This week’s question is a two-parter:
I noticed that Civil War: Peter Parker, Spider Man ( sensational) is in the trade list but nowhere to be seen in the issue by issue list. Where do you think they should go? Also how does the death ( and life) of Cap America flow into this at the end? ~ Deb
Civil War’s Sensational Spider-Man
Spider-Man plays a major role in the events of Marvel’s Civil War, so it should come as no surprise that he has not one but two tie-in trades. In addition to the flagship title Amazing Spider-Man, Marvel also produced some tangential, Spidey universe stories under Sensational Spider-Man.
I referenced the trade in Civil War reading order, but Deb noticed these issues were not included in the issue-by-issue guide.
That issue has now been corrected, and you’ll find the Sensational Spider-Man issues included along with the rest of the complete Civil War guide. The long and short of it is issues #28 – #31 of Sensational Spider-Man must take place after Civil War #2, whereas issues #32 – #34 must all take place after Civil War #5.
You can read Sensational Spider-Man on Marvel Unlimited.
The Right Time for The Death of Cap
In the past, I’ve avoided referencing the Life and Death of Captain America as a storyline for fear of spoilers, but it’s time I faced facts: that’s the name of the story! There’s really no way around it.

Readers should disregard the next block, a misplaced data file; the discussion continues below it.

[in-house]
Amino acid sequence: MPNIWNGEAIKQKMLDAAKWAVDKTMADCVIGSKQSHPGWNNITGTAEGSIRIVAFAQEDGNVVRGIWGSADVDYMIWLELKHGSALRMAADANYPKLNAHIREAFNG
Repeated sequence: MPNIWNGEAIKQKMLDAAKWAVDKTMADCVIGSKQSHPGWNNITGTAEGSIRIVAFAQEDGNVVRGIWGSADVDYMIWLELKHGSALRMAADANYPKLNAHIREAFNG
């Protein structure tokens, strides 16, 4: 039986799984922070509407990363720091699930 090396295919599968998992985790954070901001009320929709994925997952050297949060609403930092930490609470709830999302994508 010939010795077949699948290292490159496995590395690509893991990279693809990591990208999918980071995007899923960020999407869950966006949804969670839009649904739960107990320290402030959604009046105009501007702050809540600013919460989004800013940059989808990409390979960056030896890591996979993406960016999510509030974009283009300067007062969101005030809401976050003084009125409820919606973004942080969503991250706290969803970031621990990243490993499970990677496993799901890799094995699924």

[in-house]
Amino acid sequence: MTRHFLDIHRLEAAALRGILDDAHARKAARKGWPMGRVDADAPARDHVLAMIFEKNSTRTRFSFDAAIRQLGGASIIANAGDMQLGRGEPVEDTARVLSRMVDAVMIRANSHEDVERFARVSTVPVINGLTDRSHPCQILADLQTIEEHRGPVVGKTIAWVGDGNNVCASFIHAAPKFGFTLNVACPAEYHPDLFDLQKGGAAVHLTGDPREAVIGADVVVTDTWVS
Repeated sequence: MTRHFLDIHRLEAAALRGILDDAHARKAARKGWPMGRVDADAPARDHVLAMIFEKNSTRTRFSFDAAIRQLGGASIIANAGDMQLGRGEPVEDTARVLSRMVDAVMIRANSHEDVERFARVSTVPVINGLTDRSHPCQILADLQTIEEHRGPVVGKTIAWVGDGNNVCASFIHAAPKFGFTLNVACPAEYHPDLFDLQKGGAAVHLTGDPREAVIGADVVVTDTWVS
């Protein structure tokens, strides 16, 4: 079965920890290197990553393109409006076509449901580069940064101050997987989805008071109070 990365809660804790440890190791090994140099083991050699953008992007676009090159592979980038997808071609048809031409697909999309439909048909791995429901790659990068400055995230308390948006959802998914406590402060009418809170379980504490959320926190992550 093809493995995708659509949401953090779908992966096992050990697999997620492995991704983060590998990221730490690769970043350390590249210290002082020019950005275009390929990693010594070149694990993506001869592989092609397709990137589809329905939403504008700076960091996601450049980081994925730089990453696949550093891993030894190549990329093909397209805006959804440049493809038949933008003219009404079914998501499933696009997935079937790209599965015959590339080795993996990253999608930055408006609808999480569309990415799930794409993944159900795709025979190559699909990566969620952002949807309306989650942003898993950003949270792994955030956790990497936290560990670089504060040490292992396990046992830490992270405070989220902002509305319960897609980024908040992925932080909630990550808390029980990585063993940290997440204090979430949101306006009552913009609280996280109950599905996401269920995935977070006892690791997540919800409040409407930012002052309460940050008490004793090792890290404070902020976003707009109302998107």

That said, the question as to the placement of this Captain America story arc is a good one.
Let’s say you just finished reading Civil War. You had a grand old time, and you’re wondering where to turn next.
Now, according to the chronology of my event order, you’ll turn to World War Hulk. You could also understandably turn to The Amazing Spider-Man: Back in Black or Iron Man: Director of SHIELD, as comics that seem to tie most directly to Civil War’s aftermath.
Really, though, nothing beats a Civil War follow up like the Life and Death of Captain America, and it’s time the old guide started to reflect that. After all, the first issue of Cap you’ll read begins immediately following Cap’s situation at the end of Civil War.
The story arc begins with Captain America #25, but realistically the story is the culmination of plots and schemes that begin all the way back in Ed Brubaker and Steve Epting’s start on the run in Captain America #1. If you haven’t, I would highly recommend my modern Cap reading order for the full experience.
The one major twist in the Cap reading experience is that after you read Captain America #25, rather than jumping ahead to Cap #26, I’d recommend you dive into Fallen Son. This is a six issue mini series showcasing various Marvel character’s response to what happens to Cap.
Apart from that tie-in, you can then largely proceed with as much Captain America as you like until Secret Invasion rears its ugly head.
There’s a lot of talk lately that Captain America 3 will actually be based around this Life & Death of Captain America story arc. It’s largely conjecture, and largely based on the inclusion of a certain Crossbones easter egg in Captain America 2: The Winter Soldier, but that would make a LOT of sense for Cap 3. Give it a read for yourself to determine if that would be the right move for Captain America 3.
Have a question of your own? Give me a shout @comicbookherald, email@example.com, or do what feels right to you in the comments.